Of late I have been deeply intrigued by jewish scriptures. Jewish traditions of kabalah etc. What I find very striking is, that in its most sacred transcendental form, God in judaism is called "the name", in Hebrew its called "hashem". Infact so scared is this name that, traditionally in Judaism, the name is not even pronounced but read as Adonai, "my Lord" during prayers. Its not meant to be said openly lest it gets defiled.
Since then I have trying to correlate it with Vedic tradition and perhaps the closest we get to is Pranava (ukar akar makar yati).But still, even though divinity is referred to as "the word" it is never mentioned in the nominal sense. So while God/brahman is codified as sound/syllable/word. There is no direct mention of god/divinity being referred to as "Name". Infact even in the later classical sanskrit tradition, we have many shasranaams but God is never called Name, only other flowery adjectives are used. So god's name is important but god is never referred to as "Name".
However little later during bhakti age, we find repeated references of this sort i.e. god being referred to as naam. Kabir Nanak Dadu etc. do it quite often. And in the modern thinkers also we see Name being given a special emphasis by JK/UG etc. Even eckhart etc.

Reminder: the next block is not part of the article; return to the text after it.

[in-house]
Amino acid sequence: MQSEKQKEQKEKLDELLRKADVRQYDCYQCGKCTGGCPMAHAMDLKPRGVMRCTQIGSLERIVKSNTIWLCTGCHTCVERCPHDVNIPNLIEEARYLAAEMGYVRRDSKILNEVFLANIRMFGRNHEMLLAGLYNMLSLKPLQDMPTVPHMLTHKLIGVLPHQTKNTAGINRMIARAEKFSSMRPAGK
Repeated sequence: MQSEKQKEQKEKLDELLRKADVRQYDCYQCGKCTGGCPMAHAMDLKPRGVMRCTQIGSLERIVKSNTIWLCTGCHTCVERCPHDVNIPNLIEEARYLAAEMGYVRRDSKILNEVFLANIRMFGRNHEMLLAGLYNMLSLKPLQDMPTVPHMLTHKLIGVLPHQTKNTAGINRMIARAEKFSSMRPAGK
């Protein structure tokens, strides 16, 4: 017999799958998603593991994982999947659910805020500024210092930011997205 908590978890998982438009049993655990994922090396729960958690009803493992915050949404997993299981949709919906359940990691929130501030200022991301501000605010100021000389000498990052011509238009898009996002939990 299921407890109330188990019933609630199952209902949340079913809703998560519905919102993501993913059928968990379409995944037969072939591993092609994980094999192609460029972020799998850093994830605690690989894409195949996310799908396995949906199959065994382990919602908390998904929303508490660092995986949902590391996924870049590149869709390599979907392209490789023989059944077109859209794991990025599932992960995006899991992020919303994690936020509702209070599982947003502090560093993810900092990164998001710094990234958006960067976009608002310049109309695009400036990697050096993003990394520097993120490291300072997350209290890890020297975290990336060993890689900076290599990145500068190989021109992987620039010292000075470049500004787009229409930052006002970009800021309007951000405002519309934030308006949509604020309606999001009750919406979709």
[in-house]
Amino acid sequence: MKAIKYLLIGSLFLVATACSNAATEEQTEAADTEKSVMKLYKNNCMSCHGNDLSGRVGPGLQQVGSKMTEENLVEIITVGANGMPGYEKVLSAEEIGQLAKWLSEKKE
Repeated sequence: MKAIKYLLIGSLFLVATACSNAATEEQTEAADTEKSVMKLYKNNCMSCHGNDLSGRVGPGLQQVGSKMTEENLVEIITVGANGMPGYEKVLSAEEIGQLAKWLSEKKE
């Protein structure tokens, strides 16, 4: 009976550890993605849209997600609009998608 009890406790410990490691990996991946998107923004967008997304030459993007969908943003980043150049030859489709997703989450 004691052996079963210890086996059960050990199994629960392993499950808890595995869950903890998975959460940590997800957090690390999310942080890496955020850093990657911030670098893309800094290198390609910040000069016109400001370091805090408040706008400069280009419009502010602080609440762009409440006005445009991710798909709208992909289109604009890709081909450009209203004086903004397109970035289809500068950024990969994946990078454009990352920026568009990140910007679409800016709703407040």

What are your thoughts on this, i.e. "God" being referred to as "Name". Or I am just thinking too wildly ?
I dont know why but the northwest part of Pakistan fascinates me a lot. Not only it is perhaps the "probable" entry point of Aryans(or now a days Aryan languages) in India but it is also a unique and fascinating area for culture-vultures like us. Whether it is the slik route or the kalash people or the Uzbecks/kirgs/Tajiks, the whole region to me is sort of a place where central asian meets greek meets indo-european. Enough now, and lets hear a folk beautiful song in Pashto/urdu. Pashto is the language of Pathans(Pakhtuns/Pashtun). Notice the beautiful folk instruments, IMHO little sound effects and some polish can make it a numero uno chart topper.